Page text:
Evaluation Cookbook

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Trials
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1. Identify your innovation
The first stage is to recognise that you are planning a change or development that needs some feedback from others. Explicitly defining what it is that you are building and the scale of innovation involved is important. This is when you need to judge what you want to achieve with your students. Hint

2. Prepare a schedule
Work out a development plan. This could be your chance to try a project planner, but a simple idea of the tasks involved and content needed, matched to when you might tackle them, is all that is needed. If you make "use with your students" the only deadline in this plan, you are running a risk that it will not be ready and it will not be suitable. A series of small deadlines is easier to meet than one big one. Hint

3. Pick your time(s)
From your plan, look for an early point when you should have something available that can be used by students. You might have issues of what tools are needed and how to present information, as well as the choices about the content and teaching approach. It could be possible to address some of these questions separately and in ways that can be simply organised. However, you should also be looking for a trial of a more or less complete system before your final deadline. Note the time or times for these trials and treat them as commitments. Just identifying the trial can make a change in how people proceed with their work and the direction of effort in a project. Hint

4. Find your users
Having decided what it is you would like to find out and when you want to do it, you need to decide who with. Trials do create work for everyone involved, so you have to value your own and your students' time. Small scale trials with friendly users can answer some initial questions, but the best groups of users will be those who are closest to the eventual users - real students. It can be worth paying a small fee to get people to spend enough time using your system, thereby giving good feedback. In early trials, numbers are less important than the quality of information. Hint

5. Carry out the evaluation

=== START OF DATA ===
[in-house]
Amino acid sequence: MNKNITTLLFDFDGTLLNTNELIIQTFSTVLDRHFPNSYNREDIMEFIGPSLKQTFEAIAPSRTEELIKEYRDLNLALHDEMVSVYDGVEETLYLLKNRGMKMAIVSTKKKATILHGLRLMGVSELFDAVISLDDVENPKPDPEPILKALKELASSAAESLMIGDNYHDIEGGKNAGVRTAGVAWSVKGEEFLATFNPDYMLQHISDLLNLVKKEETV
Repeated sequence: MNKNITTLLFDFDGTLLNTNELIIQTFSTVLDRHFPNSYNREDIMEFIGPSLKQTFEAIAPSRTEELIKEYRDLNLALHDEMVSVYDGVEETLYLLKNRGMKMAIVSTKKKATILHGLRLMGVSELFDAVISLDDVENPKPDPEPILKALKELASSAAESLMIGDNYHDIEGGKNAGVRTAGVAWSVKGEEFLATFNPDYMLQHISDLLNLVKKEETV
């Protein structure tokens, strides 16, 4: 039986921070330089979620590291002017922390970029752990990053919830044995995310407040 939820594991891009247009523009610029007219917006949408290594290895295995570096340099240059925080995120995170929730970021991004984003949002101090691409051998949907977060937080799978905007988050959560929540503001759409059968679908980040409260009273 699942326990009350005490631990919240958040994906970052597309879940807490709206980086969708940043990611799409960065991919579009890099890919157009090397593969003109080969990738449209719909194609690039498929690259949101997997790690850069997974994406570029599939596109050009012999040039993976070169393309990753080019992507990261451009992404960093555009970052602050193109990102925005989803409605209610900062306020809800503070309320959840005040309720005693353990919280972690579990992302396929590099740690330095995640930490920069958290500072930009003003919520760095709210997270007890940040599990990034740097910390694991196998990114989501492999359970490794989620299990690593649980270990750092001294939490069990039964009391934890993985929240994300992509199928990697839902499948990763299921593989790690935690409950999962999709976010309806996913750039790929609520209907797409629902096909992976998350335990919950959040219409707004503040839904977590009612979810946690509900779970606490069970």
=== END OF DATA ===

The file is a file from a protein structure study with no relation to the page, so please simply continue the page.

The other sections of this book will guide you towards ways in which you can perform the evaluation itself. Picking the right evaluation method will certainly help get good quality information but there is also value in the less formal feedback from how the trial went - how difficult it was to organise, the stress levels in keeping things running, the relief when it is over. Hint

6. Use the results
Carrying out trials is not an end in itself. The feedback you have from your users needs to be used in your development process. Make some initial judgements about how well it went consider if there needs to be significant changes made to your plans; there might be some radical suggestions that can be identified. More likely you will have some generally positive information together with some complaints or weaknesses that have been identified. Try not to let these dishearten you, but instead see that you now have a clear basis for action to address these. You might need to weigh up some insightful comments against consistent patterns across your users. If the trial was local you can always ask people to clarify their points. Hint

7. Do it all again!
Trials are part of the process of formative evaluation; this means that you are making changes to what you are offering and, of course, to validate those changes you really should carry out some trials and evaluation.

Avoid cancelling trials

Keeping track of developments

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Last modified: 25 March 1999.